Canada has the world's third-largest "ecological footprint," says the Federation of Canadian Municipalities (FCM). If everyone in the world consumed at the rate Canadians do, it would take four more Earths to support them.
An ecological footprint measures the impact each person or group makes on the environment. The footprint is the biologically productive area needed to produce all the products a person or group consumes and to absorb all their waste.
A report prepared for the FCM finds that it takes 7.25 hectares of land and sea throughout the world to support each Canadian. However, the Earth has only 1.9 hectares of productive land and sea available to meet the needs of each person. By this measure, Canadians consume almost four times the Earth's capacity. In comparison, the United States has the world's second largest ecological footprint at 9.7 hectares per person. France, with a population twice the size of Canada's, has the 14th largest footprint at 5.26. The United Arab Emirates tops the list at 10.13. The world average per person is 2.28, and that might be something to shoot for.
The FCM have given us an interesting yardstick, but it is based on the size of individual cities. According to figures in the report, Toronto accounts for 16% of Canada's total ecological footprint (and 15.6% of its population); Greater Sudbury only 0.5%. Other areas of interest: Vancouver 7%, Quebec City or Winnipeg 2.2%, Halifax 1.3%, Ottawa 4.2%, Regina or Saskatoon 0.7%, and Kingston 0.5%.
Reading the report, I found no reference to total land areas of the countries examined. That led me to wonder if that figure could be factored in. Canada has a small population and a lot of ground to cover. It is a long way from Halifax to Yellowknife, Toronto to Vancouver, or Vancouver to the former Polaris mine on Little Cornwallis Island. All this travel raises the energy segment of Canada's ecological footprint. The energy segment is similarly impacted because much of this country lies in a cold climate (we must heat our buildings), and the rest of it endures an even colder one.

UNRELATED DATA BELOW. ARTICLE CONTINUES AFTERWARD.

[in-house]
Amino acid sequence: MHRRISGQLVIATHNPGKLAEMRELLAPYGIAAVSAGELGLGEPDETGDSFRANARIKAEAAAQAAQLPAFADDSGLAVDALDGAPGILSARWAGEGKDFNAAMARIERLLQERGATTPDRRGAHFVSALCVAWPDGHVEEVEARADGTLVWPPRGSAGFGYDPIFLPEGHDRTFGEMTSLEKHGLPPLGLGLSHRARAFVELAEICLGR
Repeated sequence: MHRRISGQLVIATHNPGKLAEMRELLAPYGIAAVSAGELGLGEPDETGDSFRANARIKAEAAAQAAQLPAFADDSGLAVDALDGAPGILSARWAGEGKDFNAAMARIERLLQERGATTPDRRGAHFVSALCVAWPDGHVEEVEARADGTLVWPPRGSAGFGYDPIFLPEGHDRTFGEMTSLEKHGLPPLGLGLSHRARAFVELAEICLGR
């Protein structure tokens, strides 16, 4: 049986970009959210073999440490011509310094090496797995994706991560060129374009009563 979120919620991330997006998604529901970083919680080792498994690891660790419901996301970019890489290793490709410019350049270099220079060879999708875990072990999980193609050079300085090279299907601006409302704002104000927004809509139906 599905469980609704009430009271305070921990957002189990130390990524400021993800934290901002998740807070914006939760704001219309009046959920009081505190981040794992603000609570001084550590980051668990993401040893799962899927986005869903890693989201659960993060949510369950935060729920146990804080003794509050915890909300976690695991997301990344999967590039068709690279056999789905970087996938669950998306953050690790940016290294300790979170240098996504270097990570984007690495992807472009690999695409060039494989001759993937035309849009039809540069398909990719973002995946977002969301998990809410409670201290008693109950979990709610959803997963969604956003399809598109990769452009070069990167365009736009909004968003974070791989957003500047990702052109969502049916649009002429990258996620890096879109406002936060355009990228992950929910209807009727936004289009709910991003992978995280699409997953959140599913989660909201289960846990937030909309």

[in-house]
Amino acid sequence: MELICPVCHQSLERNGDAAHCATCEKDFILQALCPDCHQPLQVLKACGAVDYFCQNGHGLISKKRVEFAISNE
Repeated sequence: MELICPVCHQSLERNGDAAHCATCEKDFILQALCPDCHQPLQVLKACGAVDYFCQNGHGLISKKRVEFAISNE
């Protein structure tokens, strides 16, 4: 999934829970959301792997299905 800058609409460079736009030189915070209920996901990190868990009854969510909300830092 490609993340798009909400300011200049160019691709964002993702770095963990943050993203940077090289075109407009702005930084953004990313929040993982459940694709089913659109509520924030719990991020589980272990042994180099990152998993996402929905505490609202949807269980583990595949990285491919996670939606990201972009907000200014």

Let's take the land area of Canada (9.98 million km) and arbitrarily divide it into the per capita ecological footprint (7.25). That gives us a rating of 0.72, playing fast and loose with the decimal point. The same manipulation for the United States (9.70/9.63 million km) yields 1.01, or for the United Arab Emirates yields 126.63. Fiddling with the numbers for France gives a figure of 9.56. Perhaps there is some significance that can be attached to these calculations. They make me feel better about Canada's ecological footprint if only because we have a land footprint to support it.
The FCM prepared its report, not so that I could indulge in some navel-gazing, but so that Canadians will have a yardstick by which to measure the sustainability of our way of life. The report also makes useful recommendations about reducing our ecological footprint. Read it in its entirety at www.fcm.ca. It is time that the idea of "sustainability" be applied to our communities as well as our industry.